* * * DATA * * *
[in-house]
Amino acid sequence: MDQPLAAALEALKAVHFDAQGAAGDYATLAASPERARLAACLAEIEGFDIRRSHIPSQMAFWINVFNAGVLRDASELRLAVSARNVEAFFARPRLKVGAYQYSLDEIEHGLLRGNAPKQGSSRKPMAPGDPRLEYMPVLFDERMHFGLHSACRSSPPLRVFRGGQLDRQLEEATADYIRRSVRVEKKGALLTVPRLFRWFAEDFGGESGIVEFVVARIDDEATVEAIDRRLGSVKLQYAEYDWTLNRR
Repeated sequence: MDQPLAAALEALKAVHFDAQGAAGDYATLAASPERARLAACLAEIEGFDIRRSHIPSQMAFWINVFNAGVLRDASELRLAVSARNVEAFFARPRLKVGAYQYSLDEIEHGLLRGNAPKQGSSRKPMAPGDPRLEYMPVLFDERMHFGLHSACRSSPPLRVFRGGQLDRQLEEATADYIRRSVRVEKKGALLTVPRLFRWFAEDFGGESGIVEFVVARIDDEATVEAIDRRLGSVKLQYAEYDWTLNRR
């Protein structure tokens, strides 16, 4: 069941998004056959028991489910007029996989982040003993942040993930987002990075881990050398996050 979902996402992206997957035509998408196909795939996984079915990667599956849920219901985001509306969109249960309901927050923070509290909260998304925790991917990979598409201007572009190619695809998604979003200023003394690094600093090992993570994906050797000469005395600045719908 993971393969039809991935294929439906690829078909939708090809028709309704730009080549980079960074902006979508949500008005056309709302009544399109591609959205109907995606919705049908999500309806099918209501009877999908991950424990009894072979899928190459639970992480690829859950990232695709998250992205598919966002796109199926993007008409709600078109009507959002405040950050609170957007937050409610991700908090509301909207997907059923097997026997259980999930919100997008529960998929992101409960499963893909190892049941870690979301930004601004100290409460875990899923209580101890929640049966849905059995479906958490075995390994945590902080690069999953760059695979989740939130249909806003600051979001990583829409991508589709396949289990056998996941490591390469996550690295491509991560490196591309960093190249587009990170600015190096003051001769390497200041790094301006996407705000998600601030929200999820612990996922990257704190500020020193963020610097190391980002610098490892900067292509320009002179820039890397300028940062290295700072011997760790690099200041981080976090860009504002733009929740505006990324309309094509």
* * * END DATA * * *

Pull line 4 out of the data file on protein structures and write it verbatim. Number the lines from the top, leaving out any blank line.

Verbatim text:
């Protein structure tokens, strides 16, 4: 069941998004056959028991489910007029996989982040003993942040993930987002990075881990050398996050 979902996402992206997957035509998408196909795939996984079915990667599956849920219901985001509306969109249960309901927050923070509290909260998304925790991917990979598409201007572009190619695809998604979003200023003394690094600093090992993570994906050797000469005395600045719908 993971393969039809991935294929439906690829078909939708090809028709309704730009080549980079960074902006979508949500008005056309709302009544399109591609959205109907995606919705049908999500309806099918209501009877999908991950424990009894072979899928190459639970992480690829859950990232695709998250992205598919966002796109199926993007008409709600078109009507959002405040950050609170957007937050409610991700908090509301909207997907059923097997026997259980999930919100997008529960998929992101409960499963893909190892049941870690979301930004601004100290409460875990899923209580101890929640049966849905059995479906958490075995390994945590902080690069999953760059695979989740939130249909806003600051979001990583829409991508589709396949289990056998996941490591390469996550690295491509991560490196591309960093190249587009990170600015190096003051001769390497200041790094301006996407705000998600601030929200999820612990996922990257704190500020020193963020610097190391980002610098490892900067292509320009002179820039890397300028940062290295700072011997760790690099200041981080976090860009504002733009929740505006990324309309094509």